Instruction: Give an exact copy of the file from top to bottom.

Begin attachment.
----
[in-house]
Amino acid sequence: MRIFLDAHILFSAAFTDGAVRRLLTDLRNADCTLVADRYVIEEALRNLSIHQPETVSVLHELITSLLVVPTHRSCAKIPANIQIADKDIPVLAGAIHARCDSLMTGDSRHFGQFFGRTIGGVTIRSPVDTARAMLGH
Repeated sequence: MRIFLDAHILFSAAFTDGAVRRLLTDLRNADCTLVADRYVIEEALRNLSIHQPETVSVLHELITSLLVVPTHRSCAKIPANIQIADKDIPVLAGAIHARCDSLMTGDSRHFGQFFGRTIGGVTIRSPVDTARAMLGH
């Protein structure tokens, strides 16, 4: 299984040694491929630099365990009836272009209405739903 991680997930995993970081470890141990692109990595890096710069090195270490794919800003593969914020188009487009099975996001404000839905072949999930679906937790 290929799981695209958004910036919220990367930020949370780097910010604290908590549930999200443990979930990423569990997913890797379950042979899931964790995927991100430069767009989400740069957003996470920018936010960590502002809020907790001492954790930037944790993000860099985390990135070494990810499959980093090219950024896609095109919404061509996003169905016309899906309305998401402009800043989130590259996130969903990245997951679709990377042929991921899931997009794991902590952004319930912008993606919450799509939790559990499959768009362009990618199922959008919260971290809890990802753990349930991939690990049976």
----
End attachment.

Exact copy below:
[in-house]
Amino acid sequence: MRIFLDAHILFSAAFTDGAVRRLLTDLRNADCTLVADRYVIEEALRNLSIHQPETVSVLHELITSLLVVPTHRSCAKIPANIQIADKDIPVLAGAIHARCDSLMTGDSRHFGQFFGRTIGGVTIRSPVDTARAMLGH
Repeated sequence: MRIFLDAHILFSAAFTDGAVRRLLTDLRNADCTLVADRYVIEEALRNLSIHQPETVSVLHELITSLLVVPTHRSCAKIPANIQIADKDIPVLAGAIHARCDSLMTGDSRHFGQFFGRTIGGVTIRSPVDTARAMLGH
């Protein structure tokens, strides 16, 4: 299984040694491929630099365990009836272009209405739903 991680997930995993970081470890141990692109990595890096710069090195270490794919800003593969914020188009487009099975996001404000839905072949999930679906937790 290929799981695209958004910036919220990367930020949370780097910010604290908590549930999200443990979930990423569990997913890797379950042979899931964790995927991100430069767009989400740069957003996470920018936010960590502002809020907790001492954790930037944790993000860099985390990135070494990810499959980093090219950024896609095109919404061509996003169905016309899906309305998401402009800043989130590259996130969903990245997951679709990377042929991921899931997009794991902590952004319930912008993606919450799509939790559990499959768009362009990618199922959008919260971290809890990802753990349930991939690990049976």